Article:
Businesses can earn a seal of certification from their local city or county by meeting the criteria established by the California Green Business Program. By updating your lighting or heating, ventilation and air conditioning (HVAC) system, for example, a business can reduce its energy usage and operating costs, thereby achieving better sustainability and becoming a green-certified business.

Here are five energy efficiency equipment upgrades that businesses can implement to achieve green certification under the California Green Business Program.

1. Lighting retrofits: Lighting system upgrades such as replacing T-12 and T-8 lighting fixtures with high efficiency linear light-emitting diode (LED) lights fit the program’s certification criteria. LED technology is simply a smarter and more sustainable way to illuminate interior and exterior spaces. LEDs use at least 75% less energy and last 25 times longer than a comparable incandescent lighting fixture.3

2. HVAC upgrades: Restaurants can have an energy audit performed by the Food Service and Technology Center to examine energy saving opportunities in areas like refrigeration and HVAC systems, including energy recovery ventilation systems.4 Up to 80% of the energy in HVAC exhaust air can be recovered with energy recovery ventilation systems, which condition incoming fresh air by using reclaimed waste energy from the exhaust air stream.5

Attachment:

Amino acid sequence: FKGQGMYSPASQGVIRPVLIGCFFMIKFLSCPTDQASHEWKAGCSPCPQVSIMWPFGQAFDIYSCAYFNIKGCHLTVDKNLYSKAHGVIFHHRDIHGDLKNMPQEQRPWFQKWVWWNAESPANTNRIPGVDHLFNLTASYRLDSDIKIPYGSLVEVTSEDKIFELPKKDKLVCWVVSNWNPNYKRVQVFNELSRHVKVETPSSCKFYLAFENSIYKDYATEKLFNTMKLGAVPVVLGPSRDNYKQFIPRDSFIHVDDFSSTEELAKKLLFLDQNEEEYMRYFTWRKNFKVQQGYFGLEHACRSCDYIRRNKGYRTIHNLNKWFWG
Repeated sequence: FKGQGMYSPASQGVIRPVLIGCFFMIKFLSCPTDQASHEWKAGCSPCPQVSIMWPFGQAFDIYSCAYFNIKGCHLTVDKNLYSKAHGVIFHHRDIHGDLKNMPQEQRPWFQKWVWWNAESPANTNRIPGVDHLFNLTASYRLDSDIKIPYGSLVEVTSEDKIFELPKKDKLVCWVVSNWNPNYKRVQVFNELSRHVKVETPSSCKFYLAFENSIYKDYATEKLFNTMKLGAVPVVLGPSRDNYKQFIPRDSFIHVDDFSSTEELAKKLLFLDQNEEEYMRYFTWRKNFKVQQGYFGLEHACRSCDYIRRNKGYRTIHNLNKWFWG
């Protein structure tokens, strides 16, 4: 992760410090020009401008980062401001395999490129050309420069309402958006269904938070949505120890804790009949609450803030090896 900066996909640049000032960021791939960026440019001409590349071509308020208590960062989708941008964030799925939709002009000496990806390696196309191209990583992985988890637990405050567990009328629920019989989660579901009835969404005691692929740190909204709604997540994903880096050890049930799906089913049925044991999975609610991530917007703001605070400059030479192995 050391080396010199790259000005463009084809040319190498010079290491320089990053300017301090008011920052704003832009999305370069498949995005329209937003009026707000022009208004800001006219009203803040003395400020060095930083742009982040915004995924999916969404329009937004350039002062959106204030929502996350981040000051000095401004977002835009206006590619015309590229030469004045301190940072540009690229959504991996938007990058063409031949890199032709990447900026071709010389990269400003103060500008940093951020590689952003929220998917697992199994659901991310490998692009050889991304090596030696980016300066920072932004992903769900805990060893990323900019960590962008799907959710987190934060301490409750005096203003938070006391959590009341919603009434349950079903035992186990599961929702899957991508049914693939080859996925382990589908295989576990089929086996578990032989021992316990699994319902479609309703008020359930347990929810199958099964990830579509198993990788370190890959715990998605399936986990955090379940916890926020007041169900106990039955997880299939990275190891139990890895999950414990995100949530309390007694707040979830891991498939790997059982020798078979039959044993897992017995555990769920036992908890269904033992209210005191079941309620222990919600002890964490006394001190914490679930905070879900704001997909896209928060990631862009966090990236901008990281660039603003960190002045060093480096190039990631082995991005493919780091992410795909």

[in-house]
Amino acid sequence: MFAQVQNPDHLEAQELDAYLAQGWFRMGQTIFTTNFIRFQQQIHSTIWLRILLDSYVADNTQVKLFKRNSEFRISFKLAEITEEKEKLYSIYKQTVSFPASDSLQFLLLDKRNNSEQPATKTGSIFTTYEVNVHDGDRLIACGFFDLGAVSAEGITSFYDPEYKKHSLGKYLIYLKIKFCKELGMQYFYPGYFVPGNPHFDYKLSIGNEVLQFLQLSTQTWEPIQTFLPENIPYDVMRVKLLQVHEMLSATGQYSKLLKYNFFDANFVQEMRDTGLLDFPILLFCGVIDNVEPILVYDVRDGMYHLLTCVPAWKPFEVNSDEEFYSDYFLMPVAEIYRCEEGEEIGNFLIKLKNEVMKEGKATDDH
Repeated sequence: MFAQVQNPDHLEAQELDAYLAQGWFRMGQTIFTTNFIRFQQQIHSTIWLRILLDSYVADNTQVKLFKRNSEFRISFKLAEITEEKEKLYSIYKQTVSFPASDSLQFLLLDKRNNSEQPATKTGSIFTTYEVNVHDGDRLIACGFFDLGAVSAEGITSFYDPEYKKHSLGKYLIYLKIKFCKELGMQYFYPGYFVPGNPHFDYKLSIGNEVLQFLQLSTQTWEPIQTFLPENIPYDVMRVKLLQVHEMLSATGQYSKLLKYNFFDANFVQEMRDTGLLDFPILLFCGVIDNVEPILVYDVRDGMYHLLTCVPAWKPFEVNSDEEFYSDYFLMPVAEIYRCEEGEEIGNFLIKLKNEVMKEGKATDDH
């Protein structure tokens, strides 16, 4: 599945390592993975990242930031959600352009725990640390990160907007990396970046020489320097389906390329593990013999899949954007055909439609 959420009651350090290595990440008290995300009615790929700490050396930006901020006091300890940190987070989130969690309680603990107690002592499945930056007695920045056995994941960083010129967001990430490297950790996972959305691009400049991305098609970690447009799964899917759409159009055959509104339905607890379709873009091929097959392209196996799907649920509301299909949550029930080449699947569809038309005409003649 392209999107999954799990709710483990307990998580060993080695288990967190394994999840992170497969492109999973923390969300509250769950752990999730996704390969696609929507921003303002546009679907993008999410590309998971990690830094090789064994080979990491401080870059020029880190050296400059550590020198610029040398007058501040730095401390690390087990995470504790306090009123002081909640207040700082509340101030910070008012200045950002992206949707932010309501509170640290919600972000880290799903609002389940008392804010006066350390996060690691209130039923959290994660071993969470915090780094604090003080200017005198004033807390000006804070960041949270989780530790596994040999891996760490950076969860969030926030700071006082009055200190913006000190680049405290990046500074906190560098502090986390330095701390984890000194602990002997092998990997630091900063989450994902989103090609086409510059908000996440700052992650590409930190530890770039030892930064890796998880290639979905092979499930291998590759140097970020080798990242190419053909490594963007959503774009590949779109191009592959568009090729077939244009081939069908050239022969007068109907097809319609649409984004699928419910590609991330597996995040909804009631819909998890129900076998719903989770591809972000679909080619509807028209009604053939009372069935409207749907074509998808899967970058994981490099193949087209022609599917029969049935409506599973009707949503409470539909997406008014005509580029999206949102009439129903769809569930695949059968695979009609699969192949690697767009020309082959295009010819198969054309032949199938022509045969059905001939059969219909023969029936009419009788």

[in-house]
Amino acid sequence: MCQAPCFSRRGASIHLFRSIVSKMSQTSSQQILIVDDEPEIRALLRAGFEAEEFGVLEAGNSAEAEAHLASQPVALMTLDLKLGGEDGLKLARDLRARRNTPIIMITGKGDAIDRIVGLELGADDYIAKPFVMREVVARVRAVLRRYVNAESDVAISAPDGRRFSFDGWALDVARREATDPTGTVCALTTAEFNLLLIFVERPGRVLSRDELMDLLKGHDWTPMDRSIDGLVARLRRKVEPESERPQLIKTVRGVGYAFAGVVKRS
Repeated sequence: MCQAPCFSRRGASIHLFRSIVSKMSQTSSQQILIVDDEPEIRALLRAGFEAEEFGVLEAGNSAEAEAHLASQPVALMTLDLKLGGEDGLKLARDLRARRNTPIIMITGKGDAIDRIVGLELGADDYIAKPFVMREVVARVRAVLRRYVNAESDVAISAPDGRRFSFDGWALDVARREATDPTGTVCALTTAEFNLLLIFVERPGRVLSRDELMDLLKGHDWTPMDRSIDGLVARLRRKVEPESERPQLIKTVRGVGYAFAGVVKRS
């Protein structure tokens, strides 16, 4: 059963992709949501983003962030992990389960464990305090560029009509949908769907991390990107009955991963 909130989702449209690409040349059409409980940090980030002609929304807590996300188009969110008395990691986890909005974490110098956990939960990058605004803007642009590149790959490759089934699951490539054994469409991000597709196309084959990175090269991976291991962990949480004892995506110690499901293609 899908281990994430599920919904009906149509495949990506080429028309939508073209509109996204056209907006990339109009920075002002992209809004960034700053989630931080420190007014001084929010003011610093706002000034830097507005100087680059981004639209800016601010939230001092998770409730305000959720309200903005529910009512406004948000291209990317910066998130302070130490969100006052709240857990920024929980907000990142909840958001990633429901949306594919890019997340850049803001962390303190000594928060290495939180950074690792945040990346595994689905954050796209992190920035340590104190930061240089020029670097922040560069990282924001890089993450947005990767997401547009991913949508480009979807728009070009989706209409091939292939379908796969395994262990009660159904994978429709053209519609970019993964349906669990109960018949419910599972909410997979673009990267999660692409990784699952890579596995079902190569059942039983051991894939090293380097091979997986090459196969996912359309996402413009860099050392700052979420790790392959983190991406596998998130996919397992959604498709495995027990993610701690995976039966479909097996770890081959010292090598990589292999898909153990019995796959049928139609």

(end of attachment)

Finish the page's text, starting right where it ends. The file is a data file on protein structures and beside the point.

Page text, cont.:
3. Going solar: Harnessing the power of the sun is a particularly appropriate method of going green in California. For example, installing solar photovoltaic systems, which capture sunlight and convert it into electricity that can be used to power everything that traditional electricity powers, is a qualifying upgrade for certification.6

4. Automatic shutoff: Use power management software programs to automatically activate power management settings in computers and printers. Your company can save $25 to $75 in electricity use per PC annually with the help of PC power management software. It can save you an additional $10 to $25 by reducing office cooling loads, and it can enhance data security and improve productivity by eliminating the daily computer boot-up wait time.7